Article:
|29 02 41374N|
33 26 10.90E
|This is as far as you can go by car. It is possible to trace the foot path which heads south and then east from this point.|
|The path||29 02 04.31N|
33 27 06.60E
|There is nothing significant about this location apart from the fact that you can clearly see the path to Serabit el-Khadim.|
|29 02 12.37N|
33 27 33.68E
|The picture is not clear enough to make out more than the general outline of the site. There are ten or so photographs associated with the location and more scattered nearby, apparently at random.|
|25 57 00.00N|
32 25 00,00E
|The location of Wadi el-Hol according to Wikipedia. The coordinates are, I think, very highly approximate rather than exact!|
The earliest settlers in the Sinai appear to have been Egyptian miners, seeking to exploit the region's rich deposits of copper and, curiously, turquoise. According to conventional chronology, these first explorers can be dated to around 5,000 BC and by means of pottery styles archaeologists can trace how they worked their way southwards from one mine to another.
Around 3,500 BC these prospectors discovered the rich veins of turquoise at a place that today is called Serabit el-Khadim and one can only admire their tenacity, for a more desolate and inhospitable location is hard to imagine. Even today visitors are warned to bring plenty of water, as there is none to be had either along the way or at Serabit el-Khadim itself. The mind boggles at the thought of how the ancient Egyptians brought sufficient water to the site for the substantial work force the remains reveal.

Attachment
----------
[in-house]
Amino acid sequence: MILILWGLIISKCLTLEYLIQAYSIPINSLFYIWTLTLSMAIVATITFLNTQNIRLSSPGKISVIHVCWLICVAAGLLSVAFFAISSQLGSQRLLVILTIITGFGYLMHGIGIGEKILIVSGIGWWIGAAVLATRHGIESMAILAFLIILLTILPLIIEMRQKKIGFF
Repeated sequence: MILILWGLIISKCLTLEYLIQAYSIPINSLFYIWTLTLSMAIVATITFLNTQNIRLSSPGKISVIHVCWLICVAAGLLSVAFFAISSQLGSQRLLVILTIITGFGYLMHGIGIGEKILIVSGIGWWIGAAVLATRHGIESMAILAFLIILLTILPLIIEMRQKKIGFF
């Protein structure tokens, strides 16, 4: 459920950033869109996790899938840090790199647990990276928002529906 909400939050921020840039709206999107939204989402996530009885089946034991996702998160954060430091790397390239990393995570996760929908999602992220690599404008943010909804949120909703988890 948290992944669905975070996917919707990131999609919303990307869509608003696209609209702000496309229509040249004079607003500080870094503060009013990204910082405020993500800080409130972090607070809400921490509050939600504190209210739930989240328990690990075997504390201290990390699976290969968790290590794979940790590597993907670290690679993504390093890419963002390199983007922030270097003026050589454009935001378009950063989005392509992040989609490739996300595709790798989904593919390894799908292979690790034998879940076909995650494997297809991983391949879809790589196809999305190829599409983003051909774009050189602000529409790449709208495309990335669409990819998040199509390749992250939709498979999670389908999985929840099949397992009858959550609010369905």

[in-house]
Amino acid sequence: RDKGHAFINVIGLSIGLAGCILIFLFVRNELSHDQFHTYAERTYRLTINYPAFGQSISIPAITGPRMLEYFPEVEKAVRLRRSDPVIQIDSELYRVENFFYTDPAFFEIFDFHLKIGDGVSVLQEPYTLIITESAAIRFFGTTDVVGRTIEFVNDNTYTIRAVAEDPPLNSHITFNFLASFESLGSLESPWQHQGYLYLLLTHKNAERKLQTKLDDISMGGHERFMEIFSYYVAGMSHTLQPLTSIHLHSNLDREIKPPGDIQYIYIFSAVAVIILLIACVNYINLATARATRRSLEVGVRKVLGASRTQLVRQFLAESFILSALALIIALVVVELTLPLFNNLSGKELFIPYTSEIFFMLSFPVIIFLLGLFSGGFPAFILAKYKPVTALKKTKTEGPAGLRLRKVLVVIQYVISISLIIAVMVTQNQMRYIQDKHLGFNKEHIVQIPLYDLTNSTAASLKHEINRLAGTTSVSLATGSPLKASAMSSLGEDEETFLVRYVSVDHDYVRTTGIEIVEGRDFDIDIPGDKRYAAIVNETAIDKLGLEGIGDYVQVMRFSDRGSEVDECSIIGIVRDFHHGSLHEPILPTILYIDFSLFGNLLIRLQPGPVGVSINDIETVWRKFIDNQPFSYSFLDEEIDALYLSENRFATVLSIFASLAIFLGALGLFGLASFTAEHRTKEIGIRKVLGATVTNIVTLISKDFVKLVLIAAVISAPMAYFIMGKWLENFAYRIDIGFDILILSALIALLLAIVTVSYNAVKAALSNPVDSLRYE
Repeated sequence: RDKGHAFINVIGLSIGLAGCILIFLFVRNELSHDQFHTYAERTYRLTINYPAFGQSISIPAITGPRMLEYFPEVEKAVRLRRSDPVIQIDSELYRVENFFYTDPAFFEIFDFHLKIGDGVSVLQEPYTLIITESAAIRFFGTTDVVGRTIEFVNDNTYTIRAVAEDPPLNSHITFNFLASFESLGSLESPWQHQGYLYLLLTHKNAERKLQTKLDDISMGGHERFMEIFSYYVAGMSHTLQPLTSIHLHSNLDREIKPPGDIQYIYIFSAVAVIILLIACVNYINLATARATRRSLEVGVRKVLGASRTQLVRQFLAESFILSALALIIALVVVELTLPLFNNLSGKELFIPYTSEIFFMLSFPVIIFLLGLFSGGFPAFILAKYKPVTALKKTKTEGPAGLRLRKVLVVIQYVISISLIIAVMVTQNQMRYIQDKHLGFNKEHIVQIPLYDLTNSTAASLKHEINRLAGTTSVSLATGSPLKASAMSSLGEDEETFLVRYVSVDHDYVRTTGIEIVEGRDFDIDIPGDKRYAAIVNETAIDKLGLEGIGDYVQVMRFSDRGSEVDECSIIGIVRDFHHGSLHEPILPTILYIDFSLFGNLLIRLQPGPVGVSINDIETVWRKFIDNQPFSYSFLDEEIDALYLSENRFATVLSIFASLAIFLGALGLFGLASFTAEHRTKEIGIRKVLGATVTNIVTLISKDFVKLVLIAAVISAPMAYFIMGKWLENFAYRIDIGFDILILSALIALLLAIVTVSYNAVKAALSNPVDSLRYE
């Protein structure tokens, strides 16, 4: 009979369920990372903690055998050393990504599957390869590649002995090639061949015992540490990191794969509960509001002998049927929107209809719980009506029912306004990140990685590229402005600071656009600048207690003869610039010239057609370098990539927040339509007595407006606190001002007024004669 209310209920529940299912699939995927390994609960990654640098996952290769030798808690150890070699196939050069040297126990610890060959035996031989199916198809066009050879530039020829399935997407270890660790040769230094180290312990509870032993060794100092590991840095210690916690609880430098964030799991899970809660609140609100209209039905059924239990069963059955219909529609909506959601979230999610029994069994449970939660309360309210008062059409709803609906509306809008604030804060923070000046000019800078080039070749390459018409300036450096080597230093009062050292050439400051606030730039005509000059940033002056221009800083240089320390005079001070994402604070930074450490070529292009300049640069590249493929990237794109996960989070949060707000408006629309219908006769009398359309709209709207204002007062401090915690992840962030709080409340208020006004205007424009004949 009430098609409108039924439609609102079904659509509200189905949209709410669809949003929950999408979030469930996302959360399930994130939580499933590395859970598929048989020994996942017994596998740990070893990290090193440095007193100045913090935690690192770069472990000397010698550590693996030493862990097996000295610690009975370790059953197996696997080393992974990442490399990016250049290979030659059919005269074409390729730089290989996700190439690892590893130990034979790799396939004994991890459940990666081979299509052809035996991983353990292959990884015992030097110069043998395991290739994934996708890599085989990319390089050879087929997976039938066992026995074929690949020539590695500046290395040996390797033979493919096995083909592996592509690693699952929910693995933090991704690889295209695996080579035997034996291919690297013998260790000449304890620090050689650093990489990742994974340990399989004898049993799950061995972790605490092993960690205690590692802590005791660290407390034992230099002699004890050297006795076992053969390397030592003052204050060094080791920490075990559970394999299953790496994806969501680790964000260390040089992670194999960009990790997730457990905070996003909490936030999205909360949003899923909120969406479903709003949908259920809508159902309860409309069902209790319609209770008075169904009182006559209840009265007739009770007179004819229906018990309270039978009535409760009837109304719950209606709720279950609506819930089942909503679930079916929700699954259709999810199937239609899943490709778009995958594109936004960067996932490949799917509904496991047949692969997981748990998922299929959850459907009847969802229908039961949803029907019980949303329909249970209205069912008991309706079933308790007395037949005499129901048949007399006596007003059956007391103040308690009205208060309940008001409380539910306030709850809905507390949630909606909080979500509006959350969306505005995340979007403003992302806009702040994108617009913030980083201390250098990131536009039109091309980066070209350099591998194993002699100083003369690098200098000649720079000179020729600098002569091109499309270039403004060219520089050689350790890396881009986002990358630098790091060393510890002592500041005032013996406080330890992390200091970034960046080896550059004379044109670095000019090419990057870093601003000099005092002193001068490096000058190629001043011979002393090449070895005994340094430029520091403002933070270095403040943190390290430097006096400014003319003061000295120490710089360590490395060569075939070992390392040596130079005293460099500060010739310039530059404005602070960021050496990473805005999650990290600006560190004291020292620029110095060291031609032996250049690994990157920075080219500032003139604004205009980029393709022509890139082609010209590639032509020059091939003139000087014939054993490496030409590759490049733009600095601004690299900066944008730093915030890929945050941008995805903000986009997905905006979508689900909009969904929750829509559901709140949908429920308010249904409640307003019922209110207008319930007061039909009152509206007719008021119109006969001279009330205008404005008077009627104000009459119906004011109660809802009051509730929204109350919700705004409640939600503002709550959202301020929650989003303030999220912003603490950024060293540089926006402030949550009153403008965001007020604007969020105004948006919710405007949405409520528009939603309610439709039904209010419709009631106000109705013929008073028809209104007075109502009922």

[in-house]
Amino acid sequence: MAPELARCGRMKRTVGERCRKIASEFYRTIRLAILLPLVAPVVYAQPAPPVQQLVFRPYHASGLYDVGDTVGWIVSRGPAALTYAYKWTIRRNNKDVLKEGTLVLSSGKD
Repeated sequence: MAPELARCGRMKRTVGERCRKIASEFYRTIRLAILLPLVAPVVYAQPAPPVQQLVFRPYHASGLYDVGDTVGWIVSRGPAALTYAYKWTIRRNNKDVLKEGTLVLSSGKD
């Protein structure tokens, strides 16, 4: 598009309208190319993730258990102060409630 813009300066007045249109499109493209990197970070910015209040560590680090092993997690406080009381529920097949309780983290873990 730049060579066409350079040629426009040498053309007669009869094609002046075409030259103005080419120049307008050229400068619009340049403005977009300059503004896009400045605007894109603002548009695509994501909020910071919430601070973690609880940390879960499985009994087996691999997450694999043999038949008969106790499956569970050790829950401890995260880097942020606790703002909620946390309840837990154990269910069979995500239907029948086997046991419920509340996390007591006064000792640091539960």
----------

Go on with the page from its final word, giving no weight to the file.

The site was first recorded by Carsten Niebuhr in 1762, based, we presume, on accounts garnered from the local beduin. Remarkably, 19th century graffiti show that hardy tourists were seeking it out even then, though it was never a major tourist site. The first archaeological investigation was undertaken in 1905 by Flinders Petrie, who published a report in "Researches in Sinai" in 1906. Subsequent expeditions were mounted in 1935 by Harvard University and during the Israeli occupation of the Sinai (1968-1978). Regrettably the Israelis have not published the results of their excavations, which is the archaeological equivalent of a crime against humanity!
The remains at Serabit el-Khadim are badly ruined and therefore hard to understand. The chief impression the visitor receives is of a random collection of standing stones - round-topped obelisks erected by the miners as memorials. Nearly all of them bear inscriptions in Egyptian hieroglyphics, and some are further decorated with reliefs of traditional Egyptian scenes of the devotee adoring a god, or of the head of the goddess Hathor.
The inscriptions typically record the name of the king who dispatched the expedition, the number of workers and their jobs, and the name of the foreman or overseer in charge of the expedition. There are so many of these inscriptions that the temple has sometimes been called "The People's Temple".